Subject: RE: Building an alternate backing store.
To: 'Jonathan Stone' <jonathan@DSG.Stanford.EDU>
From: Andrew Sporner <email@example.com>
Date: 07/14/2000 15:17:48
> What kinds of answers are you hoping for?
None now, but there was a time when I would post a question and
get no responses for some time or at all. My guess is that I
was not touching someone's sweet spot of interest as I obviously
have today with the DSM topic. I know how I respond to some of
these lists but skimming the subject heading and deciding if it
is interesting enough. I only caught this thread by accident
and I am glad I did.
> There is a lot of prior art in this area, though not specifically with
> NetBSD. Some of the tradeoffs and design choices have been fairly
> well explored.
> Answers suitable for someone familiar with, say, the Sprite papers
> and some of the implementation (or even comparison with other
> contemporary distributed-system projects) won't be very useful
> if you're not familiar with that work.
I agree and truthfully not being in the academic world I don't have
as much time for research into other projects as I would like. I only
know vaguely about other projects.
> From that viewpoint, "Migrating processes using sockets" (paraphrase)
> isn't a completely clear description: if you migrate a process twice,
> does it depend on socketstate kept on both previous systems, or only
> on the original host system? What crash-recovery operations are
> needed after failure, and how long do they take?
Sorry about the non-clarity. The original thought was in moving a process
from one node to another for load balancing reasons, there is some
problems with this because of socket state, IPC resources and the
filesystem. The last case is easy enough for now with something like
NFS. The first two are not as easy. I solved the first one using a
Network Address translator living on a gateway. All network traffic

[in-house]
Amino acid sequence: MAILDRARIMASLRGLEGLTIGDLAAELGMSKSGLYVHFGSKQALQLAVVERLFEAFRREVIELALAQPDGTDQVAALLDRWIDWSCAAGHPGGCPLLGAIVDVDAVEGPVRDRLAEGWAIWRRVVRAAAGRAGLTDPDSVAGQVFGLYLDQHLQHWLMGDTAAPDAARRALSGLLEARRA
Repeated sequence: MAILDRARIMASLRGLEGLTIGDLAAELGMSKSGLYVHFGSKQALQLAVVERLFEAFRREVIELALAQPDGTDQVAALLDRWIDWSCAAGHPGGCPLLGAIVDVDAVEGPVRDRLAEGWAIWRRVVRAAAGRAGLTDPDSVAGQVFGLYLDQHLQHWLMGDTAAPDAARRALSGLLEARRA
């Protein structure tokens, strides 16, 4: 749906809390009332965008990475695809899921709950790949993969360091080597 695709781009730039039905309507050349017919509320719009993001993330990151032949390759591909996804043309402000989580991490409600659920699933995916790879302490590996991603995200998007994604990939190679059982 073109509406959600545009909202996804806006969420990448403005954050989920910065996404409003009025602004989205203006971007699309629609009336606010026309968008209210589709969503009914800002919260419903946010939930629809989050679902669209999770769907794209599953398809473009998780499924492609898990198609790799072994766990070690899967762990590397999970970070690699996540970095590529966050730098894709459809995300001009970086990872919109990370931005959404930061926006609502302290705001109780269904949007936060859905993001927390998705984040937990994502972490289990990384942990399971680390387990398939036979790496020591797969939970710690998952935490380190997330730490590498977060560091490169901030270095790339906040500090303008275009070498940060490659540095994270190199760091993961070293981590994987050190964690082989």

from the outside goes through the gateway. The idea is to create
an entry in the NAT when sockets are opened, re-hosted or closed. The
purpose of the gateway is to cause the packets associated with a
socket to be able to find the socket within the cluster. Shared memory
will be handled by extending the paging scheme. As it turns out
there is somebody with the same notion so my project will build on
The idea of process movment is that all kernels in the cluster are
more or less equal and peer to peer. When one kernel runs out of
resources it can elect to send a process to another kernel that is
in better shape resource wise.
Processes ID's in the cluster are created using a modulus principle
(this only applies to process ID's > 100 (userland stuff) which are
the only ones capable of relocation). So that for instance the
process ID's on node 1 all have a modulus of 1 (factored from the
number of nodes in the cluster). In this way there is no PID conflicts
in the cluster. The creating node does the normal fork/exec to
instantiate the process, but when it is moved, the original process
table entry remains with a new state and a new one is created on the
node accepting the process. The new node gets only the minimal amount
of process information and "demand pages" the process into it's own
memory space. Only after the "essence" of the process is loaded
on the accepting node is the original process table entry state changed.
Subsequent moves are handled by notifying the "mother node" of the
process of the next move, but the node giving up the process (that is
not the mother node) does not keep the process entry. The only reason
that the mother node does is to keep the process ID allocated so that
duplicates cannot occur.
> Similarly, re DSM ("processes attached to shared memory"), what's
> your design target? Release consistency, or something stronger?
To be able to have an environment with the goals of NUMA (extending
the scalability of SMP) but eliminating the OS single point of
failure. In this environment the admitted worst scenario is to
loose a piece of shared memory that was on a node that has died that
all other processes cluster wide were attached to. The advantage
is that the O/S does not need to be rebooted, only the application,
because such a failure would cause a core dumping action on all
processes cluster wide that had memory pages on the dead node.
> Also, what's a "low latency interconnect"? Gigabit ethernet,
> or something like Myrinet?
TBD. I suspect whatever is available at the time.